Industry Facts

Five facts about income and health

  1. As of 2019/20, 31% of adults under the age of 55 in the UK on the lowest tiers of income report ‘less than good’ health, including 10% reporting ‘bad’ or ‘very bad’ health, compared to 22% in those with middle incomes and 12% of those with high incomes.1
  2. The percentage of people in poverty who report having ‘less than good’ health is higher in all age groups than those not in poverty; in the 16-24 age group, the gap is 10%; this widens to 15% in the 25-34 and 35-44 age groups and 19% in the 45-54 age group.2This gap remains even if unemployed people are not included, indicating that the gap does not stem from those in poor health being in poverty, as they cannot work due to their health.2
  3. In 2019, deaths in the most deprived 10% of local areas were 1.76 times higher for men and 1.77 times higher for women than in least deprived 10% of areas.3In 2020, this disparity widened, with men in the most deprived areas 1.92 times more likely to die and women 1.83 times more likely to die than in the least deprived areas.3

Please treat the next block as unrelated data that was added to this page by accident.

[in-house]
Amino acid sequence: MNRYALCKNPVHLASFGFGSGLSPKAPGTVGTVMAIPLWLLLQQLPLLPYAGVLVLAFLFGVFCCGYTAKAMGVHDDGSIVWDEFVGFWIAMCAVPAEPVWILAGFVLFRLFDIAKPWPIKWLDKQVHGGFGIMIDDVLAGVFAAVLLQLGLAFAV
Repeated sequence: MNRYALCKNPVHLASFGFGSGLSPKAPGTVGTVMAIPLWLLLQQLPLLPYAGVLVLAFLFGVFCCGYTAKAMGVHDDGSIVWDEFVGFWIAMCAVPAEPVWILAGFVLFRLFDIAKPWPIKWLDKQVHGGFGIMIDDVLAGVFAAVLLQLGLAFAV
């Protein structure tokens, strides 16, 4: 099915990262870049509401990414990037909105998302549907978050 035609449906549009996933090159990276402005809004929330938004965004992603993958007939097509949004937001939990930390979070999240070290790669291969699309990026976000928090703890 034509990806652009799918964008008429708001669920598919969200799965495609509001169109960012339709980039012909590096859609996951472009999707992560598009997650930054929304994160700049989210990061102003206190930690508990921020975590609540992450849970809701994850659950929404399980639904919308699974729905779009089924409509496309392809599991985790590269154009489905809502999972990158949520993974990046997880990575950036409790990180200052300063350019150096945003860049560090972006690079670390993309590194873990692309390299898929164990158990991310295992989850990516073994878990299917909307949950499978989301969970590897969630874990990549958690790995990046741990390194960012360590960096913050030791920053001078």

4. Higher life expectancy is linked with higher average income; an increase in household income of £1,000 per annum is associated with a 0.7-year increase in female healthy life expectancy and a 0.5-year increase in male healthy life expectancy.4,5
  5. As of 2020/21, 20.3% of people in the UK live in poverty, equating to approximately 13.6 million people.6 This has a clear impact on health as those living on lower incomes struggle to afford basic necessities, especially in the winter, such as heating, nutritious food and warm clothing.6